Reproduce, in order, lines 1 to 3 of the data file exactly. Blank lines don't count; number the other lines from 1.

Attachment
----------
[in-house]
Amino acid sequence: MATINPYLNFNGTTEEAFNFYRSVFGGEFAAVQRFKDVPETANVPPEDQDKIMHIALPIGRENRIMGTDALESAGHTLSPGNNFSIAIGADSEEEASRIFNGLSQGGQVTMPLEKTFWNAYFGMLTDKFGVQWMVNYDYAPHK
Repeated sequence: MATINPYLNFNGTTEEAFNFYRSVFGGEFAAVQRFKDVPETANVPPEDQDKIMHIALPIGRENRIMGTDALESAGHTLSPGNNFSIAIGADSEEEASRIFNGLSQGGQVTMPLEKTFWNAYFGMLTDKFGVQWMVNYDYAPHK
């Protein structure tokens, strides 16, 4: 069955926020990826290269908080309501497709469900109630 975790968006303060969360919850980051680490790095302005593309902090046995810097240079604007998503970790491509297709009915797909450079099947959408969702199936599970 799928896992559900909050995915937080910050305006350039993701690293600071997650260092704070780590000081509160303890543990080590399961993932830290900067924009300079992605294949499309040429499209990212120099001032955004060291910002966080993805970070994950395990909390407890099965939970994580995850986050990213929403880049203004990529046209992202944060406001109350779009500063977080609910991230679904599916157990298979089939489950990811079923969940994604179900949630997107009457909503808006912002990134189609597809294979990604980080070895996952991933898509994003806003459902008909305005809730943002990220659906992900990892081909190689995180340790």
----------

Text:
[in-house]
Amino acid sequence: MATINPYLNFNGTTEEAFNFYRSVFGGEFAAVQRFKDVPETANVPPEDQDKIMHIALPIGRENRIMGTDALESAGHTLSPGNNFSIAIGADSEEEASRIFNGLSQGGQVTMPLEKTFWNAYFGMLTDKFGVQWMVNYDYAPHK
Repeated sequence: MATINPYLNFNGTTEEAFNFYRSVFGGEFAAVQRFKDVPETANVPPEDQDKIMHIALPIGRENRIMGTDALESAGHTLSPGNNFSIAIGADSEEEASRIFNGLSQGGQVTMPLEKTFWNAYFGMLTDKFGVQWMVNYDYAPHK